Today he will come under more pressure to accept a cut in the rebate, won by Margaret Thatcher in 1984, when he meets Gerhard Schroder, the German Chancellor, for talks on the EU budget at Downing Street. Privately, ministers admit Britain may have to give some ground to secure agreement on reform of EU finances at a summit of leaders in Berlin next week.
But Downing Street reiterated last night that the rebate was not negotiable.
The report by the Labour-dominated House of Lords committee on Europe warned Mr Blair that his determination to keep the rebate could wreck plans to reform the much-criticised common agricultural policy (CAP) and to allow Eastern European countries to join the EU. The peers admitted that Britain had a problem over its high contributions to EU coffers, but said the rebate might no longer be the best way to solve it. The refund should be "negotiable" as part of a fairer funding system.
"It would be regrettable if the entire package (including CAP reform and the possibility of funding enlargement) were to be lost because the UK government insisted there was only one way of solving its problem," said the report.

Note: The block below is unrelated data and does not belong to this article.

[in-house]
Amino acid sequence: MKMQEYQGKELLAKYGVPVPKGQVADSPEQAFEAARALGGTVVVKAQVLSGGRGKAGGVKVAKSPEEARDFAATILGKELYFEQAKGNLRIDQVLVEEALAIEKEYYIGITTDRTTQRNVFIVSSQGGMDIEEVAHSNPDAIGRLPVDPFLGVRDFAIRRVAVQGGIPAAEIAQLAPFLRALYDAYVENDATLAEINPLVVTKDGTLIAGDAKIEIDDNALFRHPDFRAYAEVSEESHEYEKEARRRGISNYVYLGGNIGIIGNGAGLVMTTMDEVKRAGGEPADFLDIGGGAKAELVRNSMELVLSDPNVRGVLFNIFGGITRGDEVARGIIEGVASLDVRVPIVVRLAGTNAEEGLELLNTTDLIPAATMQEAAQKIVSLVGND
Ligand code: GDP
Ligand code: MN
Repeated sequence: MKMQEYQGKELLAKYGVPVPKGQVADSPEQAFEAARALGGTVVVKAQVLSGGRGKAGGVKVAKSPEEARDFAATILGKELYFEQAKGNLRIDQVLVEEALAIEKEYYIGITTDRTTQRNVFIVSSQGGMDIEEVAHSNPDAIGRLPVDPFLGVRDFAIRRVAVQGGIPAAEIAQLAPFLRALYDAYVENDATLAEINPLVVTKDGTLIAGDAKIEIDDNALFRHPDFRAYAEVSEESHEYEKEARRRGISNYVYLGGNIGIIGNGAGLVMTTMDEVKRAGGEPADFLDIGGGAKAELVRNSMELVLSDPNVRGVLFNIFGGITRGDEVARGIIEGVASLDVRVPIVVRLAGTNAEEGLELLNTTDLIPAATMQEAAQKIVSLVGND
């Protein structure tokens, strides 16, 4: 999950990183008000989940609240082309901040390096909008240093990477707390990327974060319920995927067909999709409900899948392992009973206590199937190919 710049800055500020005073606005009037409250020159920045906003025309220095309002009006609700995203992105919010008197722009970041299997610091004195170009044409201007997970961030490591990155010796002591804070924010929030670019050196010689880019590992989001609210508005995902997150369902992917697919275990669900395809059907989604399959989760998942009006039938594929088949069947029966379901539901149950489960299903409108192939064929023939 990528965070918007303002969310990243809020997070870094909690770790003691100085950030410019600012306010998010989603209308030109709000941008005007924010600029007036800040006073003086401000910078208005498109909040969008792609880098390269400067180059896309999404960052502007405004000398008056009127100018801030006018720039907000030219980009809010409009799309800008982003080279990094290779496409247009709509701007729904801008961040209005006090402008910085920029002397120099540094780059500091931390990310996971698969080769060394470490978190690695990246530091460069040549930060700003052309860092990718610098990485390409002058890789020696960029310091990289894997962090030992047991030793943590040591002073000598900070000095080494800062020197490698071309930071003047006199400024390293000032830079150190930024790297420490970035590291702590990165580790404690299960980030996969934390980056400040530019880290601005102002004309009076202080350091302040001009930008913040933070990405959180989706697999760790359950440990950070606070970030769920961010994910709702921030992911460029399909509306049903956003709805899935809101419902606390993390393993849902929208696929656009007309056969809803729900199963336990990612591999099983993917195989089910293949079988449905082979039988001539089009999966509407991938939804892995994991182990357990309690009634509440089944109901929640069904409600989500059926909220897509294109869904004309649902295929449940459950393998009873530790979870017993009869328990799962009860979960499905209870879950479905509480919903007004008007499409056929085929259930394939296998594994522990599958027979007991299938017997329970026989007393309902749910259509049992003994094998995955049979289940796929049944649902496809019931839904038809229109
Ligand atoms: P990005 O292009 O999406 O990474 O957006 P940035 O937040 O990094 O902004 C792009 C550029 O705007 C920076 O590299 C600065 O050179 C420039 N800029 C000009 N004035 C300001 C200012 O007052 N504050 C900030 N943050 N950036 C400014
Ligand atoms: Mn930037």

"Equipping the EU to handle enlargement is a very big prize; we urge the Government not to throw it away."
As a compromise, the committee proposed that Britain give up the rebate on condition that the loss be recouped through savings from a reformed CAP, a freeze on EU spending by 2006 and possibly by higher EU spending in this country.
Patricia Hewitt, the Treasury Economic Secretary, told the committee the Government was "prepared to look at other options" but insisted that Britain could not help other countries by worsening its own problems.
Downing Street said there were "bigger questions" to be discussed than the rebate at today's talks between Mr Blair and Mr Schroder.
But their common relief at last week's resignation by Oskar Lafontaine, the German Finance Minister, may be overshadowed by Germany's demand for the abolition of the British rebate.
Mr Blair's spokesman said he would insist the special deal was still justified. "Even with the abatement we are the fifth- largest contributor per head [to the EU] and by most accounts the 10th richest."
The Lords committee also called for much more openness over the way the EU spends its money. It said: "We are already being taxed to finance EU expenditure, yet we have virtually no knowledge of what we are paying - or what we are paying for. We call on the Government to consider without delay how this transparency can be achieved even under the present financing system."Reuse content